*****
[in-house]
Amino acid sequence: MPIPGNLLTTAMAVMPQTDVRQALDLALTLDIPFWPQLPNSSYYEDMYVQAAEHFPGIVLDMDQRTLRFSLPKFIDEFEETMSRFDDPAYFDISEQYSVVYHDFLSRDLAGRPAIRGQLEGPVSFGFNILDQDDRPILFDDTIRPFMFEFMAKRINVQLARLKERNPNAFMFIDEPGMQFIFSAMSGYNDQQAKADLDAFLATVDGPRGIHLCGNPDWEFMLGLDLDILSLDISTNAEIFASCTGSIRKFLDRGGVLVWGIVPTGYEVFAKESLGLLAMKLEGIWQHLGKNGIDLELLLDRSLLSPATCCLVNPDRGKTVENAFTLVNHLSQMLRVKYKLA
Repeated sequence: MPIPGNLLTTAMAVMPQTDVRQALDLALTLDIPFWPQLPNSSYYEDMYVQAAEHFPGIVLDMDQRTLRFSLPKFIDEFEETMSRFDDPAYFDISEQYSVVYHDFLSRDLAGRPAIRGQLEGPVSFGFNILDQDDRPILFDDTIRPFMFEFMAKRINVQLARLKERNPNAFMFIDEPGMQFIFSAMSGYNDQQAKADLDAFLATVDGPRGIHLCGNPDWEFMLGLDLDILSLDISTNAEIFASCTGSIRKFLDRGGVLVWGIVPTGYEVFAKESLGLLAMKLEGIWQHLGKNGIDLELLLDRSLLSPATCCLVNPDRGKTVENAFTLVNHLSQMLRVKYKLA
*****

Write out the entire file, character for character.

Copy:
[in-house]
Amino acid sequence: MPIPGNLLTTAMAVMPQTDVRQALDLALTLDIPFWPQLPNSSYYEDMYVQAAEHFPGIVLDMDQRTLRFSLPKFIDEFEETMSRFDDPAYFDISEQYSVVYHDFLSRDLAGRPAIRGQLEGPVSFGFNILDQDDRPILFDDTIRPFMFEFMAKRINVQLARLKERNPNAFMFIDEPGMQFIFSAMSGYNDQQAKADLDAFLATVDGPRGIHLCGNPDWEFMLGLDLDILSLDISTNAEIFASCTGSIRKFLDRGGVLVWGIVPTGYEVFAKESLGLLAMKLEGIWQHLGKNGIDLELLLDRSLLSPATCCLVNPDRGKTVENAFTLVNHLSQMLRVKYKLA
Repeated sequence: MPIPGNLLTTAMAVMPQTDVRQALDLALTLDIPFWPQLPNSSYYEDMYVQAAEHFPGIVLDMDQRTLRFSLPKFIDEFEETMSRFDDPAYFDISEQYSVVYHDFLSRDLAGRPAIRGQLEGPVSFGFNILDQDDRPILFDDTIRPFMFEFMAKRINVQLARLKERNPNAFMFIDEPGMQFIFSAMSGYNDQQAKADLDAFLATVDGPRGIHLCGNPDWEFMLGLDLDILSLDISTNAEIFASCTGSIRKFLDRGGVLVWGIVPTGYEVFAKESLGLLAMKLEGIWQHLGKNGIDLELLLDRSLLSPATCCLVNPDRGKTVENAFTLVNHLSQMLRVKYKLA